Apr 19, 2011

How can I get my teenage daughter to respect me?

Category: Teens
Posted By: Sharon
picture of moody girlI have a teenage daughter who has started the typical teenage stage of being monosyllabic and rude to me and her stepfather. The main area of difficulty is in finding out anything about school and how she is doing there where I feel like I have been completely shut out. Do you have any suggestions as to how to deal with this?

Answer: Adolescence has to be one of the biggest challenges in life both for parents and for the adolescent. As a parent we have to make a huge adjustment from living with a child whom we are entirely responsible for and able to control to living with a hormonal half-adult who is making the transition in to adulthood but with as-yet immature faculties. For a teenager they are coping with massive hormonal changes, physical changes, emotional changes, greater reliance on peer groups, and the looming prospect of having to take care of themselves in a scary adult world.

There seem to be two different aspects to your question. Your daughter's rude behaviour and wanting your daughter to open up and talk about her experiences at school. To deal with the first; there is a difficult balance to strike here and there are several things to take in to consideration. Firstly it may be time for you to make a change in your parenting. Take some time to think if there are ways that you are treating your daughter that she has now outgrown. You can include her in this thinking and start negotiating how you are going to work together as a family now that she has entered a different phase of life. It is also worth looking at what, if anything, might be going on that your daughter is angry about either with you or her stepfather and again you can talk to her about this. As with young children the situation here is the same, you need to do the thinking about the situation, you need to talk to your child but at the end of the thinking and discussing there has to be a solution which you then hold to and enforce. Being rude to you and your husband is not acceptable and is a very unpleasant atmosphere in the house and while it is particularly unpleasant for you, your daughter will also be feeling awful about what she is doing. You can think about it and find solutions to whatever the problem is but at the end of all this there has to be an adult who will hold a boundary.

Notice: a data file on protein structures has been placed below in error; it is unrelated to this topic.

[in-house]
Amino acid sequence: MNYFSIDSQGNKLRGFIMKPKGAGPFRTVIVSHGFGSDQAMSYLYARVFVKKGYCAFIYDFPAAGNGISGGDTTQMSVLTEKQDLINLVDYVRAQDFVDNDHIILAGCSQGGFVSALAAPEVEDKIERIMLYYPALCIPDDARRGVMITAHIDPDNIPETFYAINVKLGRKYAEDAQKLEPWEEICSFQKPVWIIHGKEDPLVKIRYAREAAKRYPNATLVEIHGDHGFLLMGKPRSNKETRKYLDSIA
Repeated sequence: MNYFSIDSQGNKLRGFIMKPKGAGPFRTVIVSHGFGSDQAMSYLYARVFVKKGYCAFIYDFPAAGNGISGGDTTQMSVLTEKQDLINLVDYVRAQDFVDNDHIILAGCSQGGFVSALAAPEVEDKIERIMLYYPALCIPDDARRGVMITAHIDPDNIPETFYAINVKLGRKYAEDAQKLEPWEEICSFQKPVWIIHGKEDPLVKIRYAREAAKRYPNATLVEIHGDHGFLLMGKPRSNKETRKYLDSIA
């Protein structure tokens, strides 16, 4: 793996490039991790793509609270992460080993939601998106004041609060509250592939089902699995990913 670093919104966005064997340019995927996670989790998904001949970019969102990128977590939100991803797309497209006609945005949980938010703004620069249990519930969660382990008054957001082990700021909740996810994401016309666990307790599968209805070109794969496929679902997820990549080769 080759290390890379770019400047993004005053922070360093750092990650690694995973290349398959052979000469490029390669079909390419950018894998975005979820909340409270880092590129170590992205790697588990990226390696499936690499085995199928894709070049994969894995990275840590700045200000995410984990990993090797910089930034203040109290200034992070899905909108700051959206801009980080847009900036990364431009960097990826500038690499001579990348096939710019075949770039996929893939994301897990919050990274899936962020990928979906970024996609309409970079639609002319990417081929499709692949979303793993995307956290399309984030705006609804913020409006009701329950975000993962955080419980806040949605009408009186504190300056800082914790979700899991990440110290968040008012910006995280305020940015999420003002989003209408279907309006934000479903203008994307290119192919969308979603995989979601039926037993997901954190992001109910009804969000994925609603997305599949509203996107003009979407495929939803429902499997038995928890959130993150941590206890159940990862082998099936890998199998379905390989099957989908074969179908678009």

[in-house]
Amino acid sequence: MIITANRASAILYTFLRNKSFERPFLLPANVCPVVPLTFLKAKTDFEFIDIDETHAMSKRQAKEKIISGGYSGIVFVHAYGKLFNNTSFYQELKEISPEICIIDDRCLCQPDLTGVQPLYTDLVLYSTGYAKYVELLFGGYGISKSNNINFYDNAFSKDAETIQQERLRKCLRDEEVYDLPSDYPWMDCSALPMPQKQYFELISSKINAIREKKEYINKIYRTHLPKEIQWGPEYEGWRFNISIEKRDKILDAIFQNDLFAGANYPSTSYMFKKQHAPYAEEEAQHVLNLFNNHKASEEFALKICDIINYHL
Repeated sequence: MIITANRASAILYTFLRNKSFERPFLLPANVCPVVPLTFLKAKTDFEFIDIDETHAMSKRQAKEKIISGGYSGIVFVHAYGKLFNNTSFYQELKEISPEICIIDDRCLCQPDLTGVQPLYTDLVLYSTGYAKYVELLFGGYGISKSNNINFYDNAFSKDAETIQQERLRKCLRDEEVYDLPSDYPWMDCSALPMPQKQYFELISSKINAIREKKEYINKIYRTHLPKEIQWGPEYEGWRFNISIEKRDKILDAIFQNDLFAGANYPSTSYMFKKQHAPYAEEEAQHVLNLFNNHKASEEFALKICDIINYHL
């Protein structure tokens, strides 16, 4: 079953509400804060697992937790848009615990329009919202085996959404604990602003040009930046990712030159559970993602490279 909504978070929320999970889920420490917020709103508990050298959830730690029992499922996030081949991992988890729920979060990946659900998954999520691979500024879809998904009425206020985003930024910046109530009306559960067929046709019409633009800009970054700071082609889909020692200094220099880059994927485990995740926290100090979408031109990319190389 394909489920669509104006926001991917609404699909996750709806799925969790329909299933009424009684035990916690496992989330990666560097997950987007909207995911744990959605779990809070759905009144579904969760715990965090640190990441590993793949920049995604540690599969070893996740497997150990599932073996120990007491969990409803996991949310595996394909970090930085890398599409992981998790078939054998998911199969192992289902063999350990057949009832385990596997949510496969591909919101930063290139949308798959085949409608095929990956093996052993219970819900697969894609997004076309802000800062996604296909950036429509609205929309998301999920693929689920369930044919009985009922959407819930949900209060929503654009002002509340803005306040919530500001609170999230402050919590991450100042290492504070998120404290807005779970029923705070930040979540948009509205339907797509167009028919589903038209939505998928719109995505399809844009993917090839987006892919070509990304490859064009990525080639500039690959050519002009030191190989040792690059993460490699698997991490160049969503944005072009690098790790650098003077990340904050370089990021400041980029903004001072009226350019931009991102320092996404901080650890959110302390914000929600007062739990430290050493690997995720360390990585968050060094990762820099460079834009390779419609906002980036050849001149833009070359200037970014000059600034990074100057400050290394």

Now the second issue you mention is getting your daughter to talk to you about her experiences in school. Now you haven't said if it is her social or her academic situation which you are asking about, but it may be that this is an area in which you need to accept the change in your daughter now that she is growing up. Adolescents do need to start the separation and maturation process. It is desperately hard for us as parents but the only way they can do this is to try, often fail and try again. It may be that you need to allow your daughter some privacy, some autonomy, and the space to make her own mistakes! But again, it can be a negotiation, talk to your daughter about it, tell her what you are worried about and how you think it should be resolved. If you decide to let her have her space then you can tell her that, but also that you are always available if she wants to ask advice or talk things through, that this is part of being mature, knowing when you need support and finding the right place to get it.

I really wish your family all the best with this time of change and re-negotiation.

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